The Waiting Game
08 May 2013 | Ua Pou
We are now anchored at the island of Ua Pou (pronounced Oo-ah Pow). Our purpose here? Staging for the crossing to the Tuamotus islands. Ua Pou is one of the closest Marquasan islands to the Tuamotu island chain and although it is only 25 miles closer, it is, well... closer. We will only have 475 miles to sail rather than 500. Ua Pou is also pretty cool. At first, when we thought the pronunciation was Wah Poo (Whoo hoo!), the name lended itself to several bad Junior High poo jokes. Luckily we discovered the correct pronunciation (Oo-ah Pow - Wow!) and the poo puns didn't last. What this island really has is some serious material for penis jokes. Whaaaat? Well, look at the opening photo! Fatu Hiva has nothing on these guys in the pointy pinnacle department.
Ua Pou has the most dramatic remnant volcanic necks I've ever seen and all on the scale of Wyoming's Devils Tower. The tallest peak is over 4,000 feet in elevation. Typically, these tall peaks are shrouded in clouds. Upon our approach to the island, Mother Nature playfully lifted her skirts and showed us all she had been hiding. Or riding, or - oh forget it.
Perhaps it's Father Nature in charge here on Ua Pou, but whatever, the effects of Orographic Lift were suspended for a brief moment as we approached the island, allowing us to snap the opening photo for this post. For most of our time here, however, the upper peaks have been shrouded in clouds with only brief moments of clearing.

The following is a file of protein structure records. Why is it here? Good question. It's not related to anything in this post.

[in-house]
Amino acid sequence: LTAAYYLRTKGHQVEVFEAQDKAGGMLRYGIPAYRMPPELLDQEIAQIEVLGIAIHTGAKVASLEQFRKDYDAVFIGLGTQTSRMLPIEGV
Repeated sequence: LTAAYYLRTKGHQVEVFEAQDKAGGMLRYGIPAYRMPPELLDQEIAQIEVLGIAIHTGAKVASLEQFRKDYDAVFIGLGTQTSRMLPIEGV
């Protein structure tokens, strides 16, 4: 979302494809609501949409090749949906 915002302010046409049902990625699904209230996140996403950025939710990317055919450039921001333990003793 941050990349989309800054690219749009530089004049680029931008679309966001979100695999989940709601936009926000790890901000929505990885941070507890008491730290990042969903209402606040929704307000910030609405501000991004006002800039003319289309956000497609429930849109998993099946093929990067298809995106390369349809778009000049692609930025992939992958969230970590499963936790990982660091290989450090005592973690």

The only real problem with Ua Pou is that for the moment the wind is all poo between here and the Tuamotu islands - which is where we want to sail to next. If the winds were blowing, we would have left for the Tuamotus several days ago as we are all provisioned up with fuel and food for the crossing. We're ready to go! We've had a great sailing tour here in the Marquesas but it's time to experience some South Pacific atolls. Unfortunately, we now face the possibility of the cruising sailors' nightmare: having to get somewhere in time to meet up with friends who are flying in.
Cindy and Dennis Peterson (who came to Baja last year and helped us cross the Sea of Cortez to Mazatlan) are flying into the Tuamotu island of Fakarava on May 17th to meet us and help us sail on to Tahiti. At the same time, Erlin will be catching the plane to Papeete for his flight home to Seattle via Hawaii.
Theoretically, sailing to Fakarava in a timely fashion should be easy. Given decent winds, the crossing from the Marquesas to the Tuamotus should take less than 4 days. Even if we leave Ua Pou as late as the 12th, we should be quite timely - assuming good wind. At the moment, forecasts show no real wind until the 10th. To us, that's cutting it rather fine, but it still works. We're just very thankful that when we put our sailing schedule together six months ago, we built in time for possible weather delays. Turns out it was - and always is - a good idea to build some "weather days". Even in the South Pacific.